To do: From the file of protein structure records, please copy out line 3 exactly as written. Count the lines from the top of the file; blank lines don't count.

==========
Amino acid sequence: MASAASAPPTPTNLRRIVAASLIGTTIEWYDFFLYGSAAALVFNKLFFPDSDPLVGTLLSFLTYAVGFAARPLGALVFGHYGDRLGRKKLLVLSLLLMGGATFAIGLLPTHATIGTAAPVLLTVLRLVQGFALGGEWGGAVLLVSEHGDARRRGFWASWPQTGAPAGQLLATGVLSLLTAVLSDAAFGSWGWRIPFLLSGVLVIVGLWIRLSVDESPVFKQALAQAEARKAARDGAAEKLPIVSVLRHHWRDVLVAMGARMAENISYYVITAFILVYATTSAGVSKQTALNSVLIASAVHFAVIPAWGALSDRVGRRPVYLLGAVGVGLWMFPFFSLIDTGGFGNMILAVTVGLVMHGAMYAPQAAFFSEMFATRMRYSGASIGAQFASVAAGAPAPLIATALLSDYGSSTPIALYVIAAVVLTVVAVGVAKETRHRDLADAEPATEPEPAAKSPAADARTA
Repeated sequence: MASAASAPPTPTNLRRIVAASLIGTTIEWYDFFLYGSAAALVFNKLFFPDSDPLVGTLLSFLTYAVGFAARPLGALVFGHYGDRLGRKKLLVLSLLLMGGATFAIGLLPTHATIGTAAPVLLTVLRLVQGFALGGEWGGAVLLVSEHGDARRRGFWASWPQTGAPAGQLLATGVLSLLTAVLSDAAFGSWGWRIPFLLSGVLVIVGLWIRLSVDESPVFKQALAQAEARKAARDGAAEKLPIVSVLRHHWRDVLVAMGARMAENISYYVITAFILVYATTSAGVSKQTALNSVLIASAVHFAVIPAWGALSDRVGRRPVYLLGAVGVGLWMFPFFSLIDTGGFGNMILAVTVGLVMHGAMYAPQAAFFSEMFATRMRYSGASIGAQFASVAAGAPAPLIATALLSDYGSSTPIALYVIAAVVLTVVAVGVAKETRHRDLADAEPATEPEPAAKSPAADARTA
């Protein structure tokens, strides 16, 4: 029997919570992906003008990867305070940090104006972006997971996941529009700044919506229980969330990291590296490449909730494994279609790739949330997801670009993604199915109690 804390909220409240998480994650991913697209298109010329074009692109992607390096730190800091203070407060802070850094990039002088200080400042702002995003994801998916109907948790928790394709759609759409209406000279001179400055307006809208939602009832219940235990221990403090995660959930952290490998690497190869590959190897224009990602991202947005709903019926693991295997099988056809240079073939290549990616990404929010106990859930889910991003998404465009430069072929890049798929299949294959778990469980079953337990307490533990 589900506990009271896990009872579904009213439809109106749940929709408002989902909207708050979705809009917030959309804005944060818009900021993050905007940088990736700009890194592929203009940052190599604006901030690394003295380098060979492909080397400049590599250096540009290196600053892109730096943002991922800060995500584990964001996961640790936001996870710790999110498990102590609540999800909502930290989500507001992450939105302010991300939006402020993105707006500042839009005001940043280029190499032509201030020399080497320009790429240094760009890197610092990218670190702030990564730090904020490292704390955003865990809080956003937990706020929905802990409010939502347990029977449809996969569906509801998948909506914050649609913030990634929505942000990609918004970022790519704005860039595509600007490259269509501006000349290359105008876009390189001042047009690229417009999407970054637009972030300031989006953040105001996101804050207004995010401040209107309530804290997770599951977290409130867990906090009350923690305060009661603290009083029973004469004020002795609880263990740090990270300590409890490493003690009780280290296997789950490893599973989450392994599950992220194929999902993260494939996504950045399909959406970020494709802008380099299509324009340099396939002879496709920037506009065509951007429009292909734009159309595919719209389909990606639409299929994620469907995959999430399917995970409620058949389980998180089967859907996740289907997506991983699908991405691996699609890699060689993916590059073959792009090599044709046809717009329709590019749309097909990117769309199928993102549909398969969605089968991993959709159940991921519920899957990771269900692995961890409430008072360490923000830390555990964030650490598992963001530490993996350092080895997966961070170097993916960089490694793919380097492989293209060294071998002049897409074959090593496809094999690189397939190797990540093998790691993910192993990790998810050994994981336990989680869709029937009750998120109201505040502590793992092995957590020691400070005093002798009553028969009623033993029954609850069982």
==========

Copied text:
């Protein structure tokens, strides 16, 4: 029997919570992906003008990867305070940090104006972006997971996941529009700044919506229980969330990291590296490449909730494994279609790739949330997801670009993604199915109690 804390909220409240998480994650991913697209298109010329074009692109992607390096730190800091203070407060802070850094990039002088200080400042702002995003994801998916109907948790928790394709759609759409209406000279001179400055307006809208939602009832219940235990221990403090995660959930952290490998690497190869590959190897224009990602991202947005709903019926693991295997099988056809240079073939290549990616990404929010106990859930889910991003998404465009430069072929890049798929299949294959778990469980079953337990307490533990 589900506990009271896990009872579904009213439809109106749940929709408002989902909207708050979705809009917030959309804005944060818009900021993050905007940088990736700009890194592929203009940052190599604006901030690394003295380098060979492909080397400049590599250096540009290196600053892109730096943002991922800060995500584990964001996961640790936001996870710790999110498990102590609540999800909502930290989500507001992450939105302010991300939006402020993105707006500042839009005001940043280029190499032509201030020399080497320009790429240094760009890197610092990218670190702030990564730090904020490292704390955003865990809080956003937990706020929905802990409010939502347990029977449809996969569906509801998948909506914050649609913030990634929505942000990609918004970022790519704005860039595509600007490259269509501006000349290359105008876009390189001042047009690229417009999407970054637009972030300031989006953040105001996101804050207004995010401040209107309530804290997770599951977290409130867990906090009350923690305060009661603290009083029973004469004020002795609880263990740090990270300590409890490493003690009780280290296997789950490893599973989450392994599950992220194929999902993260494939996504950045399909959406970020494709802008380099299509324009340099396939002879496709920037506009065509951007429009292909734009159309595919719209389909990606639409299929994620469907995959999430399917995970409620058949389980998180089967859907996740289907997506991983699908991405691996699609890699060689993916590059073959792009090599044709046809717009329709590019749309097909990117769309199928993102549909398969969605089968991993959709159940991921519920899957990771269900692995961890409430008072360490923000830390555990964030650490598992963001530490993996350092080895997966961070170097993916960089490694793919380097492989293209060294071998002049897409074959090593496809094999690189397939190797990540093998790691993910192993990790998810050994994981336990989680869709029937009750998120109201505040502590793992092995957590020691400070005093002798009553028969009623033993029954609850069982």